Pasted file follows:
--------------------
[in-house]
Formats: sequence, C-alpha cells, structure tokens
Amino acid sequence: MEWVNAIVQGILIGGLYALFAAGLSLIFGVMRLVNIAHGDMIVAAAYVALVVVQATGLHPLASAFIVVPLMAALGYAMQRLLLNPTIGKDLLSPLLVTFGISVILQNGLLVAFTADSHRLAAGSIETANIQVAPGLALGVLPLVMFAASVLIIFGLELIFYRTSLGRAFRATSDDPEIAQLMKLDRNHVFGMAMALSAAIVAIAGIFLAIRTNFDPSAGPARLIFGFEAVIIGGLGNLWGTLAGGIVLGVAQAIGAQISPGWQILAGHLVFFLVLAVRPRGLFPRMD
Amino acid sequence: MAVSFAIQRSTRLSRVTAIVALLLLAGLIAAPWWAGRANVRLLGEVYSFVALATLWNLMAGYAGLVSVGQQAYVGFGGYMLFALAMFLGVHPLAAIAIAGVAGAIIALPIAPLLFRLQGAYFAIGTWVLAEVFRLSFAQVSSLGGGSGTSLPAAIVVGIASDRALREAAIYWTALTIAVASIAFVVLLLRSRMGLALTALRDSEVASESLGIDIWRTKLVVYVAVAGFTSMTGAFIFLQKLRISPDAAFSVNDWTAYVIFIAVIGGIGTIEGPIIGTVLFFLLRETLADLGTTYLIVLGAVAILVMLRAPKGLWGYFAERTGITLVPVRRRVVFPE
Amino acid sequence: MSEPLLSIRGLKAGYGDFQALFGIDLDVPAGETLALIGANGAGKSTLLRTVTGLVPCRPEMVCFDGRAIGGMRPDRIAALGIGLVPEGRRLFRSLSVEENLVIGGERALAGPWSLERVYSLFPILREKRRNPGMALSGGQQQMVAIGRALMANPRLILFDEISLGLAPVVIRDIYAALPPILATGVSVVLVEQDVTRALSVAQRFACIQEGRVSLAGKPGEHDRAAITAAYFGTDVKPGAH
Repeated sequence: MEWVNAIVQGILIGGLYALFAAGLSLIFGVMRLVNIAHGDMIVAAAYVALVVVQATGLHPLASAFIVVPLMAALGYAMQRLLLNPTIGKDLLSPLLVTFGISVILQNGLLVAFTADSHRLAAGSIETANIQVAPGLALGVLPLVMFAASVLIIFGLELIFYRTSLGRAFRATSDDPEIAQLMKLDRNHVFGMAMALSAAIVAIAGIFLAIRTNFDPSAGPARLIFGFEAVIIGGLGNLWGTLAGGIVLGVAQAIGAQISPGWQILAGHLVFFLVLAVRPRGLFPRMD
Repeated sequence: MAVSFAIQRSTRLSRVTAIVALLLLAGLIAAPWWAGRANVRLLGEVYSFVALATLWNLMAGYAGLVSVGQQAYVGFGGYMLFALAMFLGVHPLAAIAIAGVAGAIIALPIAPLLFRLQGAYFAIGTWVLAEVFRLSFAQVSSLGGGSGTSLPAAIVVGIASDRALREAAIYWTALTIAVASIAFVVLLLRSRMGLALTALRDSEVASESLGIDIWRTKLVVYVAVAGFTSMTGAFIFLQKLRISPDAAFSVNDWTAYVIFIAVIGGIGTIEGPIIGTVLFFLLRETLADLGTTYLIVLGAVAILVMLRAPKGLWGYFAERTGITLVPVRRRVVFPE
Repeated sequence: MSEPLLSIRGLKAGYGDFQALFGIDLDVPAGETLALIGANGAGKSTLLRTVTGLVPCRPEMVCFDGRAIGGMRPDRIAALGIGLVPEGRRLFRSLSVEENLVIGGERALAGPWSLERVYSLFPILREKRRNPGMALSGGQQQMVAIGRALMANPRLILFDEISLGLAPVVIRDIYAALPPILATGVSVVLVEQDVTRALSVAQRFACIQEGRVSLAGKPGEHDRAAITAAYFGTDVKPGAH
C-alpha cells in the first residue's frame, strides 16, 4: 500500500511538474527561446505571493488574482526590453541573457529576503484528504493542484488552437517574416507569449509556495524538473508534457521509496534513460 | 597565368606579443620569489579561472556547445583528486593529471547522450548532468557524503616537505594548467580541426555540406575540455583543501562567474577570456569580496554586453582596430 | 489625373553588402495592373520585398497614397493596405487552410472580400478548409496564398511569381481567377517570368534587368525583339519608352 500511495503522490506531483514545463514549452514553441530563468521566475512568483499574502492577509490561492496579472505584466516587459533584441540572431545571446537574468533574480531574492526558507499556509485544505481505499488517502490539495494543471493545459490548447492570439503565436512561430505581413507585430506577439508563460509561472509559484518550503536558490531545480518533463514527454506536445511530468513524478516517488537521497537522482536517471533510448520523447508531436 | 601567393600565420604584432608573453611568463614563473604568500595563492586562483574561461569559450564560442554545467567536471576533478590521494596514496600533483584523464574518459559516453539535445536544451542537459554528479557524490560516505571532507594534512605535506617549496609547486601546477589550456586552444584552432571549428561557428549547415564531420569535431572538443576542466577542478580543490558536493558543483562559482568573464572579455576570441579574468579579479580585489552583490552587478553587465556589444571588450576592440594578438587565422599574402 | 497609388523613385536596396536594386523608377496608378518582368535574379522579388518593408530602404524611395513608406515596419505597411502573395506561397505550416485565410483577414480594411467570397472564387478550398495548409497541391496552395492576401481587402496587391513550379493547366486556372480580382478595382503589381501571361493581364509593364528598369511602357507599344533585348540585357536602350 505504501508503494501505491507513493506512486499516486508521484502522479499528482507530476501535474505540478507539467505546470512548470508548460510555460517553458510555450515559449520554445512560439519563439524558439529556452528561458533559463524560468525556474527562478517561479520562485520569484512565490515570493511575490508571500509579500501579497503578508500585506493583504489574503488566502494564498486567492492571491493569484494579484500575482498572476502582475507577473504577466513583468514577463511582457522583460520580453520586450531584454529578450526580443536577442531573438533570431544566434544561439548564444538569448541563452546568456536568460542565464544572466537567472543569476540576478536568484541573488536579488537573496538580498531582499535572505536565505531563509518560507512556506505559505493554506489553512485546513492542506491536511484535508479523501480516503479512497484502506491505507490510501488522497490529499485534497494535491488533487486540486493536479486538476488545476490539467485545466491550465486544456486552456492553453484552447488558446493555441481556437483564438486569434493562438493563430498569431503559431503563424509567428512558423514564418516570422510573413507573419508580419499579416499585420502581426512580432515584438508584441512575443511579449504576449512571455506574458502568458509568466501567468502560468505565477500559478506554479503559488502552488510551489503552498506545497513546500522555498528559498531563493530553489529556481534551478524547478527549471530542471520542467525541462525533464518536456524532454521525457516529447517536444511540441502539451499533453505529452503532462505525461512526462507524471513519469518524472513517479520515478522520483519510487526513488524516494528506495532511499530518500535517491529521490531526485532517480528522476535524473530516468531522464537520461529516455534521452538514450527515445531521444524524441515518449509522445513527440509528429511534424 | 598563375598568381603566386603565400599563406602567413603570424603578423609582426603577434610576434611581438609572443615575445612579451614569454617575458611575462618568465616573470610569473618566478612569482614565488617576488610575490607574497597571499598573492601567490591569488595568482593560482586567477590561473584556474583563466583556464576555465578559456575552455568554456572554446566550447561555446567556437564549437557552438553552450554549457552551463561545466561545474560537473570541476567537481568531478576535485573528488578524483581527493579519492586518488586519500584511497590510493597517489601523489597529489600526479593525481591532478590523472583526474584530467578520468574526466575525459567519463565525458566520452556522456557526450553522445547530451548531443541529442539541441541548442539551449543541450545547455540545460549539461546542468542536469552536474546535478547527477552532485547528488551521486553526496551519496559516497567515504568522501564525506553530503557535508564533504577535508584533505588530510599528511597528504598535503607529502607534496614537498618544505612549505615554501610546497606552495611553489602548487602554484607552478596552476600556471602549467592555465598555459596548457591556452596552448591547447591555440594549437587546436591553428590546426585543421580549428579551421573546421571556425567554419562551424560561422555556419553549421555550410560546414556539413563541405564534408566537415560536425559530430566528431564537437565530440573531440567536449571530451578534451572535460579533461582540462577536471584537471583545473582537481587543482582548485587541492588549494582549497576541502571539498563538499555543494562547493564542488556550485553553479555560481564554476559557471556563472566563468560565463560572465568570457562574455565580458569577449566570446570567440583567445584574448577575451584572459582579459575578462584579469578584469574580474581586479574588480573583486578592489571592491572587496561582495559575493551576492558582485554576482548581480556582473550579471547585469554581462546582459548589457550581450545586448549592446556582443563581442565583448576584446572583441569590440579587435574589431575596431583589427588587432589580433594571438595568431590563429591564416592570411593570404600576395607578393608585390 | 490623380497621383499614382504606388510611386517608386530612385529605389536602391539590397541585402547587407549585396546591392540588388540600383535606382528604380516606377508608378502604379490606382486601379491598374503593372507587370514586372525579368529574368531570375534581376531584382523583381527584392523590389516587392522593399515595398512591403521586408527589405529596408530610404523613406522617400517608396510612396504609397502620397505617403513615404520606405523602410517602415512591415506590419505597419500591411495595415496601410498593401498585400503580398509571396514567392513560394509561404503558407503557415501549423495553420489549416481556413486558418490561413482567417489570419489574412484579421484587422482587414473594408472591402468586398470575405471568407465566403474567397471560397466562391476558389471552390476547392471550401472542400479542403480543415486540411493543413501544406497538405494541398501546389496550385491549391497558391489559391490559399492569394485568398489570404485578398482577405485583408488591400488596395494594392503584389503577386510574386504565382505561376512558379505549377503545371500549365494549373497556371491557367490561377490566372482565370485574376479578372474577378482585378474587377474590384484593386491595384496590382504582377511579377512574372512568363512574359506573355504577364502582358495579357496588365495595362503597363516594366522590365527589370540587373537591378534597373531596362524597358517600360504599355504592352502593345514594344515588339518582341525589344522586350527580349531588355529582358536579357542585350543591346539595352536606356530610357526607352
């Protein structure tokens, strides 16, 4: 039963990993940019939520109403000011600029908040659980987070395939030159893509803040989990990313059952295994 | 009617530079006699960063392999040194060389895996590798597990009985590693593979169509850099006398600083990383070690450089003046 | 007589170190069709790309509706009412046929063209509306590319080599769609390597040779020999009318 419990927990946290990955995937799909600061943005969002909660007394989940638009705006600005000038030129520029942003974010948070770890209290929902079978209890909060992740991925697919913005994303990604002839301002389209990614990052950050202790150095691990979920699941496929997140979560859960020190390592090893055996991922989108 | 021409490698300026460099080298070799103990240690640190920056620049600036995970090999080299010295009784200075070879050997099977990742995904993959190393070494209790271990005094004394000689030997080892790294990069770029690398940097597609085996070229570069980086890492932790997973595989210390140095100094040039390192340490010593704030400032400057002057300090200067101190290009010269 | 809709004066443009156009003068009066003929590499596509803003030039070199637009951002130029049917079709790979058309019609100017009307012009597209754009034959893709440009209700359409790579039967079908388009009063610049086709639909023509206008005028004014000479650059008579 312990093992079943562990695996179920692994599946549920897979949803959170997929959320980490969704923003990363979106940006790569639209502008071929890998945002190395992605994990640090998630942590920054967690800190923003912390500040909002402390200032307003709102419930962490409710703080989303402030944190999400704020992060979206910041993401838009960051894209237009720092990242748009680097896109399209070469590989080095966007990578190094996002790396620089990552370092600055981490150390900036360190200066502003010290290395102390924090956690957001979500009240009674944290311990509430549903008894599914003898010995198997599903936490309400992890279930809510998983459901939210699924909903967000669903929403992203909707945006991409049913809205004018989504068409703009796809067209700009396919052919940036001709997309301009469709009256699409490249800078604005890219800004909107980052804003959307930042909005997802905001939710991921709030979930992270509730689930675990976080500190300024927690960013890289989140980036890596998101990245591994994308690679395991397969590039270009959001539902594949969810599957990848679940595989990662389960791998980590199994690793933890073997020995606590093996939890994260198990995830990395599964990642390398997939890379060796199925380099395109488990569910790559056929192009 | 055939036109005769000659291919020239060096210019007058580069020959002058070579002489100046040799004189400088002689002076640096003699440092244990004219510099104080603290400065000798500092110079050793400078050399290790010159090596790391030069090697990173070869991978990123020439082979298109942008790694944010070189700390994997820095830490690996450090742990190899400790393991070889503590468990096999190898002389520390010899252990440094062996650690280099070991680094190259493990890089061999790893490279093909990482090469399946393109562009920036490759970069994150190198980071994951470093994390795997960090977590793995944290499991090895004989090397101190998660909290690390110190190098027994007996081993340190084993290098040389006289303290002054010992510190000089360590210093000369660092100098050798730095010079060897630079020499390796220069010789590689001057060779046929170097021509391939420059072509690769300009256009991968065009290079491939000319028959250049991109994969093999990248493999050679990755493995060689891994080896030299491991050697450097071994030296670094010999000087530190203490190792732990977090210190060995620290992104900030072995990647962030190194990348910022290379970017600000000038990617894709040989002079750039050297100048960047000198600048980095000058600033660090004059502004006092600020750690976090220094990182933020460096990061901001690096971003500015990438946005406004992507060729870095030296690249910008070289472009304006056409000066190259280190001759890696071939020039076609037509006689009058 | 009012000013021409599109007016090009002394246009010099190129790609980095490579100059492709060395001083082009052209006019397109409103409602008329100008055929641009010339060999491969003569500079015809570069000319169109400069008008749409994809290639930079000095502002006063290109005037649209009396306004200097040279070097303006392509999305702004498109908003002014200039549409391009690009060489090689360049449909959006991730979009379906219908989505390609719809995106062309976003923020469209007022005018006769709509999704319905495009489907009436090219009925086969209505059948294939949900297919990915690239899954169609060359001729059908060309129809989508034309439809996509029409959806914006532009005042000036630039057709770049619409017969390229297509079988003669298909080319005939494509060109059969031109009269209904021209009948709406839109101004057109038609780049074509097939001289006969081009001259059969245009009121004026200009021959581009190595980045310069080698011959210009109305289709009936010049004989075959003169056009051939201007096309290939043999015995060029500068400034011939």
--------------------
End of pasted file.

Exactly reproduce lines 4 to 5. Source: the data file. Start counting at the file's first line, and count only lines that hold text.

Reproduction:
Amino acid sequence: MAVSFAIQRSTRLSRVTAIVALLLLAGLIAAPWWAGRANVRLLGEVYSFVALATLWNLMAGYAGLVSVGQQAYVGFGGYMLFALAMFLGVHPLAAIAIAGVAGAIIALPIAPLLFRLQGAYFAIGTWVLAEVFRLSFAQVSSLGGGSGTSLPAAIVVGIASDRALREAAIYWTALTIAVASIAFVVLLLRSRMGLALTALRDSEVASESLGIDIWRTKLVVYVAVAGFTSMTGAFIFLQKLRISPDAAFSVNDWTAYVIFIAVIGGIGTIEGPIIGTVLFFLLRETLADLGTTYLIVLGAVAILVMLRAPKGLWGYFAERTGITLVPVRRRVVFPE
Amino acid sequence: MSEPLLSIRGLKAGYGDFQALFGIDLDVPAGETLALIGANGAGKSTLLRTVTGLVPCRPEMVCFDGRAIGGMRPDRIAALGIGLVPEGRRLFRSLSVEENLVIGGERALAGPWSLERVYSLFPILREKRRNPGMALSGGQQQMVAIGRALMANPRLILFDEISLGLAPVVIRDIYAALPPILATGVSVVLVEQDVTRALSVAQRFACIQEGRVSLAGKPGEHDRAAITAAYFGTDVKPGAH